Update on the Personal Data Protection (PDPA) - the “Research” exception

Update on the Personal Data Protection (PDPA) - the “Research” exception

by Aaron Tay, Lead, Data Services

As researchers who use data, you may want to be aware of the laws in Singapore that might affect your use of the data in question.

One example is the Computational Data Analysis exception that was in the updated Singapore Copyright Law 2021 which empowers researcher to do text mining and analysis, something we covered here.

The other major law in Singapore that governs the use of data used in Singapore is the Personal Data Protection Act or PDPA.

The Personal Data Protection Act (PDPA) is a legislation in Singapore that governs the collection, use, and disclosure of personal data. One of the provisions of the PDPA is that organisations are generally not allowed to collect, use, or disclose personal data for any purpose other than the specific purpose for which the data was collected unless the individual has given his or her consent.

However, with the new amendments to PDPA which took effect in 2021, there are now two exceptions to the consent requirement – one of which is the research exception.

It states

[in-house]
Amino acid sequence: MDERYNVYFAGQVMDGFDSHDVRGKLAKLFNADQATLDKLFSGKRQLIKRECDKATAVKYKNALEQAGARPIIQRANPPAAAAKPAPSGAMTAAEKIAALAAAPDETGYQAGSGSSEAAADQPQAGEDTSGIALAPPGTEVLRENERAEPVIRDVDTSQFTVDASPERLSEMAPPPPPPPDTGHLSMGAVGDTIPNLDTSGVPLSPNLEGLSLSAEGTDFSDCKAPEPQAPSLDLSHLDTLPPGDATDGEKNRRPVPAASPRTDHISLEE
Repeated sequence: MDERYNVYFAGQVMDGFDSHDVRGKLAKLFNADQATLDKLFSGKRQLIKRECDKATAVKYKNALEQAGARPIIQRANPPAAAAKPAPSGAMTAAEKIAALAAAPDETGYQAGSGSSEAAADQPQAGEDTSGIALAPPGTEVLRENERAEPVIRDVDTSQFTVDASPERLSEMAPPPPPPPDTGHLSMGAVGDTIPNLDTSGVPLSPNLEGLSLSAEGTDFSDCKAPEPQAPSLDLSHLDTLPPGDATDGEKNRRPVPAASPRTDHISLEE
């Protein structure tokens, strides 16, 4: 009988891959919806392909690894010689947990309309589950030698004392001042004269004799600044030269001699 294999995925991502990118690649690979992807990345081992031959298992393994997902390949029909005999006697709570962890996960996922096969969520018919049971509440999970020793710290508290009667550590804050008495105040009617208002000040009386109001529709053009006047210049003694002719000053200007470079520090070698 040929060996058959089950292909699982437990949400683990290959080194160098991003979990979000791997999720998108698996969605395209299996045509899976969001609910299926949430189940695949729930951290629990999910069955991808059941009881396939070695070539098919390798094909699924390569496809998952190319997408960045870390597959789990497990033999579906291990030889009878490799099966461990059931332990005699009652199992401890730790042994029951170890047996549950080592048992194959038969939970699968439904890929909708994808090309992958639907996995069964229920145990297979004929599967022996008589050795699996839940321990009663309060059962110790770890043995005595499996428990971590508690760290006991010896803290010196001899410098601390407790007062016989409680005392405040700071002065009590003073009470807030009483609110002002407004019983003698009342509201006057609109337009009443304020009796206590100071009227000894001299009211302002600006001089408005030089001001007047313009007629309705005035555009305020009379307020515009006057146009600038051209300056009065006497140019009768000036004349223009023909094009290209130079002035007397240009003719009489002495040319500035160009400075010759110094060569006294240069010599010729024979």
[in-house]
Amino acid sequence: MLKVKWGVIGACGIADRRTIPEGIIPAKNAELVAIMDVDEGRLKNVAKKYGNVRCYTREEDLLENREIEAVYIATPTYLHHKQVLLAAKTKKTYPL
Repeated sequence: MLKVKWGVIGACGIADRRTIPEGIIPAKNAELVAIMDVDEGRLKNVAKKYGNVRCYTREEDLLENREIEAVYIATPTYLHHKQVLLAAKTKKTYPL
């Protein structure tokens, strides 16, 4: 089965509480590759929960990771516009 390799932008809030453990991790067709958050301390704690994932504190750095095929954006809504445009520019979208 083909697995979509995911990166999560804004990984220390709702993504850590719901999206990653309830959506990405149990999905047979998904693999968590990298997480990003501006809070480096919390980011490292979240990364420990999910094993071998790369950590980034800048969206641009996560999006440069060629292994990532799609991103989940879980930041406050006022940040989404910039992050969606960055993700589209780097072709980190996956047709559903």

“The research exception provides that organisations may use personal data for a research purpose, including historical and statistical research, subject to the following conditions:

  1. The research purpose cannot reasonably be accomplished unless the personal data is provided in an individually identifiable form;
  2. There is a clear public benefit to using the personal data for the research purpose;
  3. The results of the research will not be used to make any decision that affects the individual; and
  4. In the event the results of the research are published, the organisation must publish the results in the form that does not identify the individual.”

There is also a research exception if organisations wish to disclose personal data. All the conditions above are applicable and there is an additional fifth condition where

“It is impracticable for the organisation to seek the consent of the individual for the disclosure.”

For more clarification, please consult SMU’s Data Protection Officer (DPO) or your department’s Data Protection Officer Representative (DPO Rep)